Over the last four years, FX's Archer has become one of the most popular cartoons made for adults — each episode blends thrilling espionage plots with witty one-liners, making it one of the smarter under-the-radar shows around. This week, the show returns for its fifth season and one of the key characteristics of the show is the aesthetic. [It's] set in a vague, endless Cold-War era," says Neal Holman, a principal designer and art director for Archer. "The vague timeline allows us to cherry pick the stuff we like and ignore the elements that we don't. We can have muscle cars from the Seventies, computers from the Eighties and cellphones from the Nineties. An average episode takes about eleven weeks from the moment we get a script to the moment we turn it in. We generally have four episodes in production at a time in staggered phases, so we end up doing 13 episodes in 10 months." In this exclusive gallery, Holman breaks down the insides of a scene from a Fifth Season episode, where Archer, Cyril and Ray have just been arrested in South America. The scene starts as they are en route to prison. —Mike Ayers
"Think of this shot like the old rear projection sequences in film," Holman says. "Our characters are sandwiched between a layer of the Jeep Exterior and another layer of its interior. A movie of the mountain road plays behind them. Bing bong boom."
"Shots like the above are our bread and butter; it's three characters running dialogue in a tight shot, with their body positions locked in place," he says. "This is also a good example of [Archer creator] Adam Reed writing to our limitations. He rarely ever calls for lots of broad gestures, with characters falling all over themselves."
"Archer characters are rigged like a puppet, so we're not drawing new poses for every movement like traditional animation," Holman explains. "In this shot, the drawing of the guard's forearm and fist will slide upward into Archer's nose, rather than multiple drawings of the arm movement."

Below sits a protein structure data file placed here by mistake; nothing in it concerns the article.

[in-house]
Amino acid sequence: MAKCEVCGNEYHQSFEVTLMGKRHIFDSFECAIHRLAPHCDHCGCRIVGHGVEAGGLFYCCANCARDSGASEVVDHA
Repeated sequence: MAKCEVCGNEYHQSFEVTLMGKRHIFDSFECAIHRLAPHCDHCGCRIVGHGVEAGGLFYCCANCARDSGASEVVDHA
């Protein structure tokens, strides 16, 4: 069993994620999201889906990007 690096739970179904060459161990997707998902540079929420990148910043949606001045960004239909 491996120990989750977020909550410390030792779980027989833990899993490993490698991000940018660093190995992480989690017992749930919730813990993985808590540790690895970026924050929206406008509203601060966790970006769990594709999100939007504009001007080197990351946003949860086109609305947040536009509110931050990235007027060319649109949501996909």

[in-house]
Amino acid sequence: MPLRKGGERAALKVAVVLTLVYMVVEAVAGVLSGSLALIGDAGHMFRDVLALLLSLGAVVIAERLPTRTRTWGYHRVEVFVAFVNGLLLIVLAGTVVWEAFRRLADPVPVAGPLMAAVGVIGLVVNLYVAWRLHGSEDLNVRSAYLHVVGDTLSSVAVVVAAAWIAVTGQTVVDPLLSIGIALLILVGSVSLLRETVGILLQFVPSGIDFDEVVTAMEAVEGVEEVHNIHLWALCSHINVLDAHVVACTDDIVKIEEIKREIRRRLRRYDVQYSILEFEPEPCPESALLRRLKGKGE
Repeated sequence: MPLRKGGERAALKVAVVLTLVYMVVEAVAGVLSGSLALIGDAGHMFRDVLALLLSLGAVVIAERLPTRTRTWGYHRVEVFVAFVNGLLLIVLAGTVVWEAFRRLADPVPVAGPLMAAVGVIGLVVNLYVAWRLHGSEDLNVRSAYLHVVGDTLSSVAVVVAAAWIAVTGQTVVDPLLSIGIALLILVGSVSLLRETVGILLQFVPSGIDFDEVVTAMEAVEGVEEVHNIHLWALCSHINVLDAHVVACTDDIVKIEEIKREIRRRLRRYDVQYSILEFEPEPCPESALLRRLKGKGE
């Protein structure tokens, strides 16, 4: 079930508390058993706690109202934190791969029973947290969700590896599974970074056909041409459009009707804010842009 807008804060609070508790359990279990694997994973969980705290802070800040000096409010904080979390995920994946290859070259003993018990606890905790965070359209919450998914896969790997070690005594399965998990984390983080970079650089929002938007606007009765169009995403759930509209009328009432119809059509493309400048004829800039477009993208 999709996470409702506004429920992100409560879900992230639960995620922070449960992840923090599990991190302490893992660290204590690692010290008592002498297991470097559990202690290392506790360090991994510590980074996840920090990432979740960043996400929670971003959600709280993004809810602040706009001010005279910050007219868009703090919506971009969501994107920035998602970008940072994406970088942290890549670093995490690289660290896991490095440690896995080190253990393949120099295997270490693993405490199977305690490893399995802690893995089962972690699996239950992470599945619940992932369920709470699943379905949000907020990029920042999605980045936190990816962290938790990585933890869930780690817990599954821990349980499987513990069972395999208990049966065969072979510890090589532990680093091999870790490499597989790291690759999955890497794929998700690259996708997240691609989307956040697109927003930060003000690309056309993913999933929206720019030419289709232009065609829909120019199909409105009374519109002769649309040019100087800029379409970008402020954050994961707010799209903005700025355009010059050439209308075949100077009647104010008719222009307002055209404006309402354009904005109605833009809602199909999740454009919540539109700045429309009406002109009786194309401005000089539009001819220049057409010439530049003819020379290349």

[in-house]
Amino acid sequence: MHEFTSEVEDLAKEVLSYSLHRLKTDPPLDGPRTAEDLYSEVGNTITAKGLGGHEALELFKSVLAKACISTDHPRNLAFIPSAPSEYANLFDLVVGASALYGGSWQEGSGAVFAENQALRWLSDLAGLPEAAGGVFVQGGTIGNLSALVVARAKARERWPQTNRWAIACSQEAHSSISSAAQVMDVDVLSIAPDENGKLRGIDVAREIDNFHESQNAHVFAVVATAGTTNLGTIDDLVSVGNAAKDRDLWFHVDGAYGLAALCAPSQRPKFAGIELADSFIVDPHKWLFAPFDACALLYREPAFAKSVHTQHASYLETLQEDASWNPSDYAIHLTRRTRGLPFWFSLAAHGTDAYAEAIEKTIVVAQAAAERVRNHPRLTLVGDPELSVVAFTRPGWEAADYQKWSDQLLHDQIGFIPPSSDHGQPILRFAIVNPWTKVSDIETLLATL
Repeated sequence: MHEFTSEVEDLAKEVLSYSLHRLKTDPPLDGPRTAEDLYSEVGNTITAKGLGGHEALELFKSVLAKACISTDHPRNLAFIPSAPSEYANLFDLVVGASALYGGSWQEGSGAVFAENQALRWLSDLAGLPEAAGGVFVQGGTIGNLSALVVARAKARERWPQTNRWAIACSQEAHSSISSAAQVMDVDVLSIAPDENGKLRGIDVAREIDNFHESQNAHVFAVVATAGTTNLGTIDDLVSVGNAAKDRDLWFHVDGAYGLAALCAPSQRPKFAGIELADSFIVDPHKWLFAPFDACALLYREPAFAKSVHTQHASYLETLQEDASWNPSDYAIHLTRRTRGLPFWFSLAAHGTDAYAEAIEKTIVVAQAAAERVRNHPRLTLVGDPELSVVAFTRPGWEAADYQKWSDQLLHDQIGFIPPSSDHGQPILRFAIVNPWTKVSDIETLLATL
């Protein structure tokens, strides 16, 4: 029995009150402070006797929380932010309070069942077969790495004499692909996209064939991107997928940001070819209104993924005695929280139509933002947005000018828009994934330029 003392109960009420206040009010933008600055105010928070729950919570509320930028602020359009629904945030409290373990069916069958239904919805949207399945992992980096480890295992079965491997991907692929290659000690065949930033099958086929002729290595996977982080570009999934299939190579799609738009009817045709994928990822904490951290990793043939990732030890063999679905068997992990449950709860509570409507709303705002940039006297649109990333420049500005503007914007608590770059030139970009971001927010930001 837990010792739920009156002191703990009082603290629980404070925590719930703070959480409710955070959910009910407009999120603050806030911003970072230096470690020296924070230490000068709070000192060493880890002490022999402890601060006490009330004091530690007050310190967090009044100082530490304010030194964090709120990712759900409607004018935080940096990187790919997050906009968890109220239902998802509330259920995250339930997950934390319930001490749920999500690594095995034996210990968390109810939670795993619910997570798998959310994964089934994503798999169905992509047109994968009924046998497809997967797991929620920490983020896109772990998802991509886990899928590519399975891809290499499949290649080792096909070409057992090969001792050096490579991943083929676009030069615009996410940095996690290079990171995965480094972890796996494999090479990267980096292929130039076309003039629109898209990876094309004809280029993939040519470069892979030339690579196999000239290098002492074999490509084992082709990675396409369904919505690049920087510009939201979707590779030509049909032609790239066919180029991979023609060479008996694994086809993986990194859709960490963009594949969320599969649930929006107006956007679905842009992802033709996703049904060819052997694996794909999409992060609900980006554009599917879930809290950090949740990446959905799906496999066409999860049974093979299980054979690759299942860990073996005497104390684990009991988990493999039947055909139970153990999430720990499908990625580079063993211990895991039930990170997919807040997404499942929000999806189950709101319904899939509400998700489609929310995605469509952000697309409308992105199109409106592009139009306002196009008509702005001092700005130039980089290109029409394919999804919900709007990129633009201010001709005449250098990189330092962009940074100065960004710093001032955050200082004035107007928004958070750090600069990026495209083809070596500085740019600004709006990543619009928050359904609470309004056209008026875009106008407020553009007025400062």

"Above, more of our bread and butter: dialogue shots. Right about now, you might be thinking we are the cheapest, laziest show…"
"But we do these easy shots, so we can afford to do the next sequence…"
"…Where this asshole cow ruins our perfectly cheap and easy scene."
"This is where it gets complicated," Holman says. "In the foreground, we have a 2-D cow. In the background, we have a 2-D painting of the mountain road. The Jeep, however, is a 3-D turning vehicle…with 2-D characters positioned within it, that are also animated. And THEN — "
"It tumbles. And tumbles. And rolls and spins and crashes and falls and… our 3-D team lost a lot of sleep. Again, you can boil this down to three elements: foreground, middle ground and background, all moving at different speeds to make this look like a lot more animation than is actually there. You will see the same tree fly by ten or fifteen times."
"Our 3-D Jeep goes tumbling over the cliff's edge… (still with people inside it, acting and stuff.)"
"We try to limit our animation as much as possible, but when the scene needs something BIG and AWESOME, we try to make it count," Holman says. "Each episode, ideally, has at least one shot or sequence that raises an eyebrow. We want it to be cinematic. I want it to be the Bourne movies with jokes and a less shaky cam, but we only we have two weeks to board/plan an episode, so we have to pick our battles."
"Finally, our battered Jeep comes to a halt, caught in some vines. Phew."
"The script calls for this moment, a momentary pause in the chaos," Holman explains. "By cutting extremely wide, with the jeep dangling into the negative space of frame, we underline the serenity of the moment. You half expect us to leave the scene here…"
"Until the idiot vines break and we're back into Jeep-Goes-Down-The-Enormous-Mountain-And-Ruins-An-Animator's-Christmas gear. By this point, we have enough jungle elements built and painted (vines, trees, shrubs, logs, etc.) that we are trying to reuse as much of it as possible, but composited in a way the average viewer won't catch it."
"Chaos continues as our Jeep crashes through another canopy. Again, our Jeep is a 3-D object, rolling and tumbling so fast that you can't really tell our 2-D characters inside don't match its perspective exactly."
"And so we end here, as a giant tree trunk lands on the fallen jeep," Holman says."One last insult from the jungle mountain gods."